The following articles were written by Mark Woods
for the Florida Times-Union newspaper, Jacksonville, Florida
and is used with permission. It was in three installments:
April 27, 2005, April 29, 2005 and May 1, 2005
We thank Mr.Woods for keeping the sacrifices
of our brothers-in-arms alive.
His goal: To fly in combat over Vietnam
The night before her oldest son left for Vietnam, Irene Frye went to the doorway of his bedroom.
She peeked into a boy's room decorated not with posters of footballplayers and pinups, but with pictures of F-4 Phantom jets and modelaircraft carriers, and saw Kevin Frye, a couple of months past his 20thbirthday, sitting at his desk, intently writing something.
"What are you doing, Kevin?" she asked.
"Just tying up some loose ends, Mom," he said.
She didn't know it, but he was writing a letter, addressing it to "Mom and Dad." It was never meant to be mailed. Instead, when he finished writing, he put it in an envelope, sealed it and gave it to his father with instructions: Open this if I don't come home.
Sunday marks the 30th anniversary of the fall of Saigon, the end of the Vietnam War. That's the reason for taking this week to tell you the story of the Fryes and a letter written March 7, 1970.
To understand what Vietnam meant to Kevin Frye on the eve of his deployment is like trying to understand the war itself. It's complicated and, in some ways, conflicted. Frye called it a "stupid war." Yet he did everything possible not just to be in the middle of it, but to be flying an attack helicopter with a unit on the forefront of it.
Kevin always wanted to fly. His college roommate, Clarence Walker, said "wanted" isn't a strong enough word, that Kevin "had" to fly.
It isn't hard to figure out where he got this from. His mother flew as a hobby. His father was in the Navy, stationed at Cecil Field. And when Warren Frye took his son to the base, the Navy pilots sort of adopted Kevin as an unofficial mascot, teasing him, playing with him, teaching him about planes.
At age 13, he joined the Civil Air Patrol cadet program. One month after his 16th birthday, he flew solo in a Cessna 150. And the summer after he turned 17, he went to Orlando for a camp and made a lasting impression on one of the junior cadets.
"He had a leader persona," Skip Pfeiffer wrote years later. "His uniform and appearance were impeccable. He was strict but fair as a disciplinarian. I remember walking past his room on a number of occasions and he would be sitting at his desk writing. He said he kept a journal. He said his ambition was to become a Naval aviator and fly jets off an aircraft carrier."
The one glitch in his plan: math.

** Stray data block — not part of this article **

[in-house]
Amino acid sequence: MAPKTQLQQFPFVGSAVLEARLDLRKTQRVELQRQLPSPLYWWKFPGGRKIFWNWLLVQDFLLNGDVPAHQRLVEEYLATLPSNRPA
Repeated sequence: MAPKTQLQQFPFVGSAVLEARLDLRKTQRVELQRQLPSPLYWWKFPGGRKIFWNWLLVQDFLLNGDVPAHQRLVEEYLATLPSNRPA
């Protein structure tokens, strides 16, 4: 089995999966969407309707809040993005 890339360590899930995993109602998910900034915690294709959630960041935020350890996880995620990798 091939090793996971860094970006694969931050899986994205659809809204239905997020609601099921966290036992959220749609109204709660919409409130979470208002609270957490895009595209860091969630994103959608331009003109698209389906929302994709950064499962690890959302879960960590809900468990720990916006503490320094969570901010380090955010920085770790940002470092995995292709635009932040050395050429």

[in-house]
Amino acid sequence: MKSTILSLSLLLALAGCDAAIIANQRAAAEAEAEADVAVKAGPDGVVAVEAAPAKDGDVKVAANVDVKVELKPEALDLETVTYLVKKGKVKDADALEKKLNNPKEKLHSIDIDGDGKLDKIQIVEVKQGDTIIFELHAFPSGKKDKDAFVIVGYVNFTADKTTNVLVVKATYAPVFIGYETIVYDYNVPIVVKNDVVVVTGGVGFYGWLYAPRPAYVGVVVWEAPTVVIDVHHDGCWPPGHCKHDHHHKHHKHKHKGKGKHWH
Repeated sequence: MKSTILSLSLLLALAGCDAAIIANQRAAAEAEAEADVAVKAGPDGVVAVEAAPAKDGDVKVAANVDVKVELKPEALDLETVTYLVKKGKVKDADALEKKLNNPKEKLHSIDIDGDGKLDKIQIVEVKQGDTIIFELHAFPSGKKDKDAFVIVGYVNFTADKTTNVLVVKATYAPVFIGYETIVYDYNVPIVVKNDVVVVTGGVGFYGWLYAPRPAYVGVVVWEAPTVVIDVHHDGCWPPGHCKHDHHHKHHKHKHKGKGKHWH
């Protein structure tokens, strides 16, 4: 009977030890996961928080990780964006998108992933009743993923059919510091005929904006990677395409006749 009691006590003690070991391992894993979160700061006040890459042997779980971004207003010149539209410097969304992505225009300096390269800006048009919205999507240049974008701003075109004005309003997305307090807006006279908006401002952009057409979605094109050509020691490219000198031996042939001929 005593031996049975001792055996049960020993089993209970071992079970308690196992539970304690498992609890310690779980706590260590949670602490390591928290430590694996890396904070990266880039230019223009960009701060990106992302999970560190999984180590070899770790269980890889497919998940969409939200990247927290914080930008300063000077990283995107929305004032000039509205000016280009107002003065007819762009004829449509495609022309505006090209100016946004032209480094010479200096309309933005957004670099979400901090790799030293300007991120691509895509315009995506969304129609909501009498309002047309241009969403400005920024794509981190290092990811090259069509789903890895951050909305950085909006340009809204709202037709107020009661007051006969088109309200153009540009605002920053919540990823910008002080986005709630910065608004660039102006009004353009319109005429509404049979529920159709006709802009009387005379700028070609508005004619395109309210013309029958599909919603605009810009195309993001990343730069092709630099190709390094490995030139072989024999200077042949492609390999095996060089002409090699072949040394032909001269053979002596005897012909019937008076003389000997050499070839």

He was struggling to meet math requirements needed to have a shot at the Naval Academy. In hopes of changing that he transferred from Bishop Kenny, which was teaching math the old fashioned way, to Forrest High School, which was teaching "new math."
Old or new, it wasn't enough. So after graduating from Forrest, he accepted a Naval ROTC scholarship and headed to the University of South Carolina.
He quickly got impatient.
He wanted to go to Vietnam. Not in four years. The sooner the better. He switched branches of the service, from Navy to Army, from faraway dreams of an F-4 to immediate visions of an AH-1 Cobra, the first helicopter designed from its inception to fight wars.
Up until this point, he had been using planes the way some kids used cars. He'd go out for flights with his mother. He'd fly to Gainesville to pick up his girlfriend, Carla. Now he was going to war.
He said he wasn't afraid. Not of dying, anyway. Not after what happened when he left college and headed for basic training.
He was told to report to the orderly room one day. He had a call. It was Carla's father. She had been thrown from a horse and hit her head. She was in a coma, but the doctors had done X-rays and believed she would come out of it in a day or two.
"When she did," Kevin told Randy Zahn, his roommate in Vietnam, "he would call me back so I could talk to her."
Two days later, her father called back. Carla had died.
That was Jan. 21, 1969. Less than 14 months later, on March 8, 1970, Kevin left for Vietnam.
The day before, he went to the playground near their house in Hyde Park, strapped on a parachute and had the neighborhood kids line up. As the wind filled the chute, he took them, one by one, scooping them up in his arms and giving them a little ride.
A few days later there was a knock on their door. Irene Frye opened it and found the 6-year-old boy from across the street standing there, looking up.
"Can Kevin come out to play?" he said.
She explained that Kevin was overseas. But she promised to write him and tell him that he had some little friends back home, waiting for him to come back and play.
She was 42 years old. And in her mind, the oldest of her three children still was a boy. A mature boy, but still a boy.
She had gone to the airport with him. It was raining. He was wearing his uniform. She grabbed his hand. He let her hold it for a moment, then wriggled it free. She grabbed it again.
"He was a little embarrassed to have his mother holding his hand," she said, smiling. "But I couldn't let go. I was scared to death. I felt I was never going to see him again."
He told her the things that I'm sure sons have been telling mothers throughout history.
He told her not to worry.
He promised he would write.
He didn't tell her about the letter he had already written.